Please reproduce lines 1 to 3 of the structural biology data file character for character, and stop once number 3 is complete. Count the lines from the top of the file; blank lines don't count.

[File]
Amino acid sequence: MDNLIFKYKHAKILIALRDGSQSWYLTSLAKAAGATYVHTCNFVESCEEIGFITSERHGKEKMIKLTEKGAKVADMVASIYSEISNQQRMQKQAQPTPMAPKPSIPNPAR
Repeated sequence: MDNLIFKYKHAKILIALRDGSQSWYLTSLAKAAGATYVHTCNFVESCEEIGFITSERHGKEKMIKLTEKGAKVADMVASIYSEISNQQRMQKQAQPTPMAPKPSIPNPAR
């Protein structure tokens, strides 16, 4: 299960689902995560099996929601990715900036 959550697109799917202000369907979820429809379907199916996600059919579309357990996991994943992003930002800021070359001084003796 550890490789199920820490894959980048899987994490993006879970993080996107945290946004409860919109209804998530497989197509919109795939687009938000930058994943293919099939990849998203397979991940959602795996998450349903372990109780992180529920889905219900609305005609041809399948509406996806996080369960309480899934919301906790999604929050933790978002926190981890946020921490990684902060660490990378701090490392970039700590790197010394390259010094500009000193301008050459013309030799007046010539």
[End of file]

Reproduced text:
Amino acid sequence: MDNLIFKYKHAKILIALRDGSQSWYLTSLAKAAGATYVHTCNFVESCEEIGFITSERHGKEKMIKLTEKGAKVADMVASIYSEISNQQRMQKQAQPTPMAPKPSIPNPAR
Repeated sequence: MDNLIFKYKHAKILIALRDGSQSWYLTSLAKAAGATYVHTCNFVESCEEIGFITSERHGKEKMIKLTEKGAKVADMVASIYSEISNQQRMQKQAQPTPMAPKPSIPNPAR
């Protein structure tokens, strides 16, 4: 299960689902995560099996929601990715900036 959550697109799917202000369907979820429809379907199916996600059919579309357990996991994943992003930002800021070359001084003796 550890490789199920820490894959980048899987994490993006879970993080996107945290946004409860919109209804998530497989197509919109795939687009938000930058994943293919099939990849998203397979991940959602795996998450349903372990109780992180529920889905219900609305005609041809399948509406996806996080369960309480899934919301906790999604929050933790978002926190981890946020921490990684902060660490990378701090490392970039700590790197010394390259010094500009000193301008050459013309030799007046010539």